European Union environment ministers agree to negotiating position for UN COP26 climate summit
Photo: EU environment ministers meet in Luxembourg to discuss COP26 summit.
On October 7, Euractiv reported: “EU environment ministers on Wednesday (6 October) agreed on an ambitious stance going into the COP26 climate summit in November, but said they will only implement it if all other signatories of the Paris Agreement commit to do the same.”
“The conclusions passed by the EU’s 27 environment ministers highlighted the urgent need to tackle the climate crisis, saying global warming ‘is a direct and existential threat to humanity and biodiversity that spares no country’.”
The article adds: “Campaigners say this weakens the EU’s stance at COP26, and comes as an uneasy reminder of the failed Copenhagen climate summit in 2009, where Europe only committed to increase its climate ambition if other countries did the same.”
The 30-point statement agreed to by EU environment ministers can be read here.
Point 6 of their statement: “RECALLS that the EU is committed to promoting an equity- and human rights-based approach and respect for the rights of indigenous peoples and local communities and RECOGNISES that climate change policies have gender-differentiated impacts and that gender equality and women’s empowerment need to be promoted for effective climate action.”
Point 9 “NOTES that much more global ambition is needed if we are to arrive in Glasgow with commitments that, in aggregate, keep the 1.5 °C objective within reach, in line with the Paris Agreement.”
And point 24 “HIGHLIGHTS the importance of non-Party stakeholder action and ENCOURAGES their further efforts towards the effective implementation of the Paris Agreement.”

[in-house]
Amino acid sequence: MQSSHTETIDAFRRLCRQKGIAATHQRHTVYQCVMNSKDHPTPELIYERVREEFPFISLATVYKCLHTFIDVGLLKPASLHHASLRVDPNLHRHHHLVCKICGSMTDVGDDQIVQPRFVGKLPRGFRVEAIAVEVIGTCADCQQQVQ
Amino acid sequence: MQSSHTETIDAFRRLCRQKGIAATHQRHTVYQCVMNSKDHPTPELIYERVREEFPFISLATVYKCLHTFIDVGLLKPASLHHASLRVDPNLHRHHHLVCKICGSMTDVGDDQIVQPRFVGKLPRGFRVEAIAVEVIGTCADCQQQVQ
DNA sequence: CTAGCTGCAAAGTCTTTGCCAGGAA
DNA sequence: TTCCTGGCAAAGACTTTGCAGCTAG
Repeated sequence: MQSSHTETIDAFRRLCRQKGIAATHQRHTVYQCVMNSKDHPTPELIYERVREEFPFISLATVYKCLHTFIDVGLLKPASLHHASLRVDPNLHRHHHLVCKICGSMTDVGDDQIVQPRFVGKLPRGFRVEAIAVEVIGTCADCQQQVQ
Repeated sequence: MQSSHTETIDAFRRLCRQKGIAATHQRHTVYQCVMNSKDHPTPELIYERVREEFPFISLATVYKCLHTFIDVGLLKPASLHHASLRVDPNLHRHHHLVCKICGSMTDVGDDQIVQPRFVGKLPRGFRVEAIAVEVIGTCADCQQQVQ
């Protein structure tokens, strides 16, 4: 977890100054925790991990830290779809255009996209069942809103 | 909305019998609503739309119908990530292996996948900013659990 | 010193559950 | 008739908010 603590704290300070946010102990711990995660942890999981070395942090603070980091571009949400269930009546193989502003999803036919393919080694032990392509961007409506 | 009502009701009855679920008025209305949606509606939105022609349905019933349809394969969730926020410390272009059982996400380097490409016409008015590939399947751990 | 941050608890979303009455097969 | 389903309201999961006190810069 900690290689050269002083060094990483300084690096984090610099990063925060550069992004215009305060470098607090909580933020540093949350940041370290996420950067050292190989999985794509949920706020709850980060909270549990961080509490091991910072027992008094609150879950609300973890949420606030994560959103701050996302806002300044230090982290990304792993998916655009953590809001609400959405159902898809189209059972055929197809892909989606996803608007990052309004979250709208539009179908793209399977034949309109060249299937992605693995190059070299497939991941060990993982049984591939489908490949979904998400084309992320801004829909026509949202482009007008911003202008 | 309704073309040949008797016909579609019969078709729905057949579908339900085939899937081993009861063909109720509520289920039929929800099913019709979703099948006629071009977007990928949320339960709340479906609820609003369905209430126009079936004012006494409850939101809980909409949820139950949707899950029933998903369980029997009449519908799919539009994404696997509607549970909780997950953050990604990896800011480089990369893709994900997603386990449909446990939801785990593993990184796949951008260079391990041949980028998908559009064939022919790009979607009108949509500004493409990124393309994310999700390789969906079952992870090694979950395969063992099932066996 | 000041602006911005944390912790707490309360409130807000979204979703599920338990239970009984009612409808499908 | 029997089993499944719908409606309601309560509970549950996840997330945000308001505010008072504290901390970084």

Unfortunately, their agreement does not specifically mention land and environmental rights defenders on the frontlines of the climate crisis.
This is a significant omission given Global Witness has documented that there were 227 lethal attacks against these defenders in 2020. More than half this global total were killed in Colombia (65), Mexico (30), Honduras (17), Guatemala (13) and Nicaragua (12).
Human rights and respect for Indigenous rights
It is positive, however, that point 6 mention a human rights-based approach and respect for the rights of Indigenous peoples.
Violence against women environmental human rights defenders
With respect to their understanding of the gender-differentiated impacts of climate change, the International Union for the Conservation of Nature (IUCN) has noted: “There have been numerous examples of gender-based violence directed against environmental defenders and activists, who try to stop the destruction or degradation of their land, natural resources and communities.”
The Paris Agreement, role of non-Party stakeholder action
It is also important that their statement reflects the importance of non-Party stakeholders and the need to implement the Paris Agreement.
The United Nations Human Rights Council has stated that: “Human rights defenders, including environmental human rights defenders, must be ensured a safe and enabling environment to undertake their work free from hindrance and insecurity, in recognition of their important role in supporting States to fulfil their obligations under the Paris Agreement.”
Canada’s position at COP26
Unlike the EU, Canada’s negotiating position for COP26 has not been made public.
The Canadian minister of environment and climate change was in Milan, Italy on October 1 meeting with other environment ministers to set the final agenda for the COP26 summit when Fridays for Future had a major mobilization in that city.
Fridays for Future demands that governments: “Stop the violence and criminalization against indigenous peoples, small farmers, small fisherfolk, and other environmental and land defenders. Support the work they do. Respect and listen to our defenders.”
PBI webinar, November 6
Peace Brigades International will be holding a webinar on COP26 and land defenders on Saturday November 6 at 1 pm EST (Ontario/Quebec) and 1900 CEST (European time).
It will feature frontline environmental defenders from Colombia, Guatemala, Honduras, Mexico and Nicaragua.
To register for this webinar, please click here.
We will be amplifying their voices, highlighting their stories of resistance, and calling for protection measures to be reflected in the Glasgow Pact emerging from COP26.